Getting inspired at the movies.

I’m a moviegoer, in that I find pleasure in actively going to the cinema to experiencing a film. The dim, cavernous room, the bombastic surround sound speakers, the wide silver screen stretched out before me. I’m that person you find in the second row, screen filling their entire sight line and then some peripheral vision line, too, completely immersed. Last night, my fiancée and I caught a screening (my second) of 3:10 to Yuma – a great flick from a favorite director, James Mangold (CopLand), and a favorite writer, Elmore Leonard (Out of Sight, Jackie Brown). If it wasn’t so late at night by the time the film was over, I would have done what I normally do:

Write immediately after seeing a good movie.

When I walk out of the theater at the end of a good film, I feel inspired. I want to write a good story seemingly more than I ever have before. Ideas race through my mind. A zen-like connection with creativity rocks my cranium after witnessing how a grand display of creativity can affect someone. That’s when I head to the coffee shop or back home and write. If it’s derivative of what I just saw, that’s fine. If it’s completely different, that’s fine, too. If it’s good, all the better. The point is, it’s inspired, and when writers complain they lack solid moments of inspiration to get them started, I would be a fool to let these solid moment fade away.

Five tips to making this work for you:

1. Go to the movies alone.

Seeing a movie with someone is the great American social ritual, right? Not if you want to write. There’s a society-induced stigma about going to the movies alone, but I love it. No one’s asking me questions about what just happened, I’m not waiting in the snapping-cold winds for someone to show up at the theater, and I’m able to immerse myself in the world of the film without wondering if my buddy is having a good time or if the woman I’m with wants to kiss later (they usually do, ’cause I’m the man). Think of it this way: if you go to the movies alone, you won’t have to have an awkward, “Well, it was really fun, but I’ve chosen the craft of writing over time spent with you. Look, you can sit there and sip a latte while I’m writing, but just keep yer big yapper shut!” moment with your companion. I mean, really, don’t you already have enough of those?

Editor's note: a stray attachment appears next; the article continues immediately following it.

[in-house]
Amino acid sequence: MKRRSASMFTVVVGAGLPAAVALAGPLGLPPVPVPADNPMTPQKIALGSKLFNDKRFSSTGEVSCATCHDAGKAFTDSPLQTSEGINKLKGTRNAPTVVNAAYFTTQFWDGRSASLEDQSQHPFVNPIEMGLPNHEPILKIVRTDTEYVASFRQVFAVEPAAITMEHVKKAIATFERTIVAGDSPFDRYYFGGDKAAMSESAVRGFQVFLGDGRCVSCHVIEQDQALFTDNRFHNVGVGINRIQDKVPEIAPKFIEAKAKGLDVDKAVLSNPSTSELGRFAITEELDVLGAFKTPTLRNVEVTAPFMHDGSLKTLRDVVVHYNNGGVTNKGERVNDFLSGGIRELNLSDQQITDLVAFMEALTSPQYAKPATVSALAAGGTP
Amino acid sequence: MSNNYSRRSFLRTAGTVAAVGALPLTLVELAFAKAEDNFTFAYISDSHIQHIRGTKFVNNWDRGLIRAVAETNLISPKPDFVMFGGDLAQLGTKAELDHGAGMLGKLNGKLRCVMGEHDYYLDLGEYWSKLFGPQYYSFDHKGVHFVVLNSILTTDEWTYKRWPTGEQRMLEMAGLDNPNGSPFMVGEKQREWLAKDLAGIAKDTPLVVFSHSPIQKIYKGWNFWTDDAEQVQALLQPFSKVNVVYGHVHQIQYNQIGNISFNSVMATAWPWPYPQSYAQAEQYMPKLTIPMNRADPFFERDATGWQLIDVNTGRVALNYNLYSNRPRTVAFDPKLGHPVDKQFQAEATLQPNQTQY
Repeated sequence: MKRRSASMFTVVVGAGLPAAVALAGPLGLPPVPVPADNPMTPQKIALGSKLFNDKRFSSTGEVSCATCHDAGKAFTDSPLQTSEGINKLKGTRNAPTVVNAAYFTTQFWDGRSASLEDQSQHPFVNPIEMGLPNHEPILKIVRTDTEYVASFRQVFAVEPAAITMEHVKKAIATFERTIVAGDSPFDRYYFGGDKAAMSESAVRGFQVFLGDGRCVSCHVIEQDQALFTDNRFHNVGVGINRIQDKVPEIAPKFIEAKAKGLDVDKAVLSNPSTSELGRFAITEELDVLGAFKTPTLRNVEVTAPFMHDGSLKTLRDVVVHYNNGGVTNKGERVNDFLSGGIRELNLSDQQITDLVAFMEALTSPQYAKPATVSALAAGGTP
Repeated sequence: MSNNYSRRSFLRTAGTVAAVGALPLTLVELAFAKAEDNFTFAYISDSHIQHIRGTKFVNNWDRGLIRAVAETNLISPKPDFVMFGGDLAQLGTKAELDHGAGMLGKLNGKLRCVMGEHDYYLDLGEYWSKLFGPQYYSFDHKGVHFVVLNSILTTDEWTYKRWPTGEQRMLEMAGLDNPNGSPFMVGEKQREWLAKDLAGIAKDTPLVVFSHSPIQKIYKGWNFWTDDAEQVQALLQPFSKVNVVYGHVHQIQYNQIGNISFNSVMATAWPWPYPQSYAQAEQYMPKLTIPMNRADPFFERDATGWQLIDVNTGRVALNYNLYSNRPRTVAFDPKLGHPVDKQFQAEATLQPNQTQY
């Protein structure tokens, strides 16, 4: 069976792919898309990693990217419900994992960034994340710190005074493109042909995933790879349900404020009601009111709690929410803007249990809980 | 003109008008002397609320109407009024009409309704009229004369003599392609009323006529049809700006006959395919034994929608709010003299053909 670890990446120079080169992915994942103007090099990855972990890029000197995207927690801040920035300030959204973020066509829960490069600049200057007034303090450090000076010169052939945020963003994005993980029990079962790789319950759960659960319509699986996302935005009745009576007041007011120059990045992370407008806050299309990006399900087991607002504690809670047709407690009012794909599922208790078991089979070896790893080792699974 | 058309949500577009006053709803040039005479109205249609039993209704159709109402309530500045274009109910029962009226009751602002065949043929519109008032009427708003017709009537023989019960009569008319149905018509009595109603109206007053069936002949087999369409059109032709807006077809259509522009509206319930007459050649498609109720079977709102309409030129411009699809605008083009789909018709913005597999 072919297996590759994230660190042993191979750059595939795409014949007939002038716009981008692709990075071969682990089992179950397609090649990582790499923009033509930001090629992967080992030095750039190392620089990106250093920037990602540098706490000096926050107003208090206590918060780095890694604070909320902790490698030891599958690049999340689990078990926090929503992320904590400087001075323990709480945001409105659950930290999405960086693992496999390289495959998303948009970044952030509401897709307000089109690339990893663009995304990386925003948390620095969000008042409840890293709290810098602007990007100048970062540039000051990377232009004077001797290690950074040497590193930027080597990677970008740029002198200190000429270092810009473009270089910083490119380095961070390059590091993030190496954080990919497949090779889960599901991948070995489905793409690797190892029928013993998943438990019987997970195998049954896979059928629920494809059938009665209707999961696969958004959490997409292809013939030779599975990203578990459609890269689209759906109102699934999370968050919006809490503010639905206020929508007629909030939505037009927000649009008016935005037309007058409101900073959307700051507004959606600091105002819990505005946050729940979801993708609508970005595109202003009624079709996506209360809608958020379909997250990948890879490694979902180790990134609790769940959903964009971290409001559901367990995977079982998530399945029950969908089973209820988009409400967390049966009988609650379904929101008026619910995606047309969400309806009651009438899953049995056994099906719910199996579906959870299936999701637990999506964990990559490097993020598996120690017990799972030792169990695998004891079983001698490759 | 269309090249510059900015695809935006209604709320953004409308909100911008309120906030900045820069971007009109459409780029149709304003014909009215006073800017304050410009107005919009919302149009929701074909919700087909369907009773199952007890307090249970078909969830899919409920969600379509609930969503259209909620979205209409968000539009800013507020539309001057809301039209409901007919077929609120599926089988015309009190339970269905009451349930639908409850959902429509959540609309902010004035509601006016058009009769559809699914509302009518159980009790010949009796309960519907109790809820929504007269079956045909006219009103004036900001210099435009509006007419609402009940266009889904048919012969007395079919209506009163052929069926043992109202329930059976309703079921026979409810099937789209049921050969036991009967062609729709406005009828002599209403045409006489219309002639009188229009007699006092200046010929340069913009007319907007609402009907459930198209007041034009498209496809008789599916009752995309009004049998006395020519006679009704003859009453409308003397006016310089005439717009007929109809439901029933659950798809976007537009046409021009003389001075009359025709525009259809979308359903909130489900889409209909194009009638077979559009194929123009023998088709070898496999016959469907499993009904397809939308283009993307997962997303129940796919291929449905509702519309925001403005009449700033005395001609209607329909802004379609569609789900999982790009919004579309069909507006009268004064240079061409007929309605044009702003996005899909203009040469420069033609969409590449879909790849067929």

2. Give yourself a few hours to write after the movie.

This is the trick. Plan your movie-going experience so you can write afterward. This is a two-hour block you set aside instead of going to Barnes & Noble or meeting up with friends or whatever else you’re trying to cram into a day. You’re a writer – cram writing into the day. This is why I’m a big fan of that matinee; it leaves the late afternoon free to let the creative juices flow.

3. Be creative on the way to the car.

There is no creativity on/off switch, so why wouldn’t you be thinking about what you want to write as soon as you step out of the theater and walk to you car? This is the magical transition time when you’re either going to let the muse who’s massaging your shoulders take you to a good, creative place or you’re just gonna go home and eat some fat-free frozen yogurt. Don’t let this brief period of three or four minutes slip by without using them to their fullest potential.

4. Know where you want to write.

Don’t waste time walking or driving around searching for a writing venue. Know where the nearest coffee shop or library or low-pressure cafe is. Know if your home office or desk is clean and open to helping you be creative. You’re in the creative zone, and you have to get those ideas down on paper as soon as possible.

5.Don’t force it.

Just because you set yourself up for success doesn’t mean the lightning will strike every time. That’s okay; don’t sweat it. Even if you don’t come up with anything good during this writing time, you gave it a shot. And for many young writers, sitting down to write is the hardest part of the writing process. Give yourself kudos for sitting down and trying and promise yourself you’ll go for it again.

Of course, I have no advice about what to do after you see a terrible film. Maybe the fat-free frozen yogurt option.


[tags]writing inspiration, go to movies alone, 3:10 to Yuma, don’t force it, creative process[/tags]

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